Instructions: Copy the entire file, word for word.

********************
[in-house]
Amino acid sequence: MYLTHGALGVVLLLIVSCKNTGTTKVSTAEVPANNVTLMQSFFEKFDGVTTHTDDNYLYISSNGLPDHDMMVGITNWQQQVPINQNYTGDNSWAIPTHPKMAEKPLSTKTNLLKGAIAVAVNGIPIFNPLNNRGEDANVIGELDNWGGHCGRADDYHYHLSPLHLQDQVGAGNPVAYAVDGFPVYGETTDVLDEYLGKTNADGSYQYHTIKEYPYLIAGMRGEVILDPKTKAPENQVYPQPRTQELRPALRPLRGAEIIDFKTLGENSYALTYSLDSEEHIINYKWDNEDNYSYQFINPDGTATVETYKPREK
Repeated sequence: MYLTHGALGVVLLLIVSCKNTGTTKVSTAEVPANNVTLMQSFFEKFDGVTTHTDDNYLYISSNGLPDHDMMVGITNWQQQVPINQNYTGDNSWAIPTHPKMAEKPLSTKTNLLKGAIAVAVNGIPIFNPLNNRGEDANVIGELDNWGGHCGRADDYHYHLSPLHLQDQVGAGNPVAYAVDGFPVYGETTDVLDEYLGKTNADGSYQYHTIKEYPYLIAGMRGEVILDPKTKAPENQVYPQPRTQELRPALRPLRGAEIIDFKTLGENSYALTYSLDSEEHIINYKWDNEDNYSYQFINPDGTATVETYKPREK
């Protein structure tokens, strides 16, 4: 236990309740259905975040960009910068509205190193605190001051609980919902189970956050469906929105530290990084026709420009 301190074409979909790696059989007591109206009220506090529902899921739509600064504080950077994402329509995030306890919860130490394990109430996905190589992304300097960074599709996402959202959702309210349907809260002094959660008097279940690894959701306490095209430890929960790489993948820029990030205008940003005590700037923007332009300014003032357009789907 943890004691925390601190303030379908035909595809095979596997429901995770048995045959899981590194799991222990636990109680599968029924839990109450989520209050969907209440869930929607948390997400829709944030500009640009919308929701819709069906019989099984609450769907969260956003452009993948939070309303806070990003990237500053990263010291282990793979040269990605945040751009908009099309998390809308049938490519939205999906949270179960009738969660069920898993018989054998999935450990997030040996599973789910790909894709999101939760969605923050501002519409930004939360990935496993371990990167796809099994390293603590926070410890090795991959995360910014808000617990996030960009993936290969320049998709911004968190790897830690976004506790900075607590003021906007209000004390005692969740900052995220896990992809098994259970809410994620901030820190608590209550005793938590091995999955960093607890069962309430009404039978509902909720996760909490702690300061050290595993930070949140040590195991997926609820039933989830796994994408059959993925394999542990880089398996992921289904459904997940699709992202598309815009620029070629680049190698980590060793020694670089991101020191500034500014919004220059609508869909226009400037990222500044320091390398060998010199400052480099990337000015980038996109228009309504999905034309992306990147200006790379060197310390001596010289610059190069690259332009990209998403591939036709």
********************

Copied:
[in-house]
Amino acid sequence: MYLTHGALGVVLLLIVSCKNTGTTKVSTAEVPANNVTLMQSFFEKFDGVTTHTDDNYLYISSNGLPDHDMMVGITNWQQQVPINQNYTGDNSWAIPTHPKMAEKPLSTKTNLLKGAIAVAVNGIPIFNPLNNRGEDANVIGELDNWGGHCGRADDYHYHLSPLHLQDQVGAGNPVAYAVDGFPVYGETTDVLDEYLGKTNADGSYQYHTIKEYPYLIAGMRGEVILDPKTKAPENQVYPQPRTQELRPALRPLRGAEIIDFKTLGENSYALTYSLDSEEHIINYKWDNEDNYSYQFINPDGTATVETYKPREK
Repeated sequence: MYLTHGALGVVLLLIVSCKNTGTTKVSTAEVPANNVTLMQSFFEKFDGVTTHTDDNYLYISSNGLPDHDMMVGITNWQQQVPINQNYTGDNSWAIPTHPKMAEKPLSTKTNLLKGAIAVAVNGIPIFNPLNNRGEDANVIGELDNWGGHCGRADDYHYHLSPLHLQDQVGAGNPVAYAVDGFPVYGETTDVLDEYLGKTNADGSYQYHTIKEYPYLIAGMRGEVILDPKTKAPENQVYPQPRTQELRPALRPLRGAEIIDFKTLGENSYALTYSLDSEEHIINYKWDNEDNYSYQFINPDGTATVETYKPREK
């Protein structure tokens, strides 16, 4: 236990309740259905975040960009910068509205190193605190001051609980919902189970956050469906929105530290990084026709420009 301190074409979909790696059989007591109206009220506090529902899921739509600064504080950077994402329509995030306890919860130490394990109430996905190589992304300097960074599709996402959202959702309210349907809260002094959660008097279940690894959701306490095209430890929960790489993948820029990030205008940003005590700037923007332009300014003032357009789907 943890004691925390601190303030379908035909595809095979596997429901995770048995045959899981590194799991222990636990109680599968029924839990109450989520209050969907209440869930929607948390997400829709944030500009640009919308929701819709069906019989099984609450769907969260956003452009993948939070309303806070990003990237500053990263010291282990793979040269990605945040751009908009099309998390809308049938490519939205999906949270179960009738969660069920898993018989054998999935450990997030040996599973789910790909894709999101939760969605923050501002519409930004939360990935496993371990990167796809099994390293603590926070410890090795991959995360910014808000617990996030960009993936290969320049998709911004968190790897830690976004506790900075607590003021906007209000004390005692969740900052995220896990992809098994259970809410994620901030820190608590209550005793938590091995999955960093607890069962309430009404039978509902909720996760909490702690300061050290595993930070949140040590195991997926609820039933989830796994994408059959993925394999542990880089398996992921289904459904997940699709992202598309815009620029070629680049190698980590060793020694670089991101020191500034500014919004220059609508869909226009400037990222500044320091390398060998010199400052480099990337000015980038996109228009309504999905034309992306990147200006790379060197310390001596010289610059190069690259332009990209998403591939036709």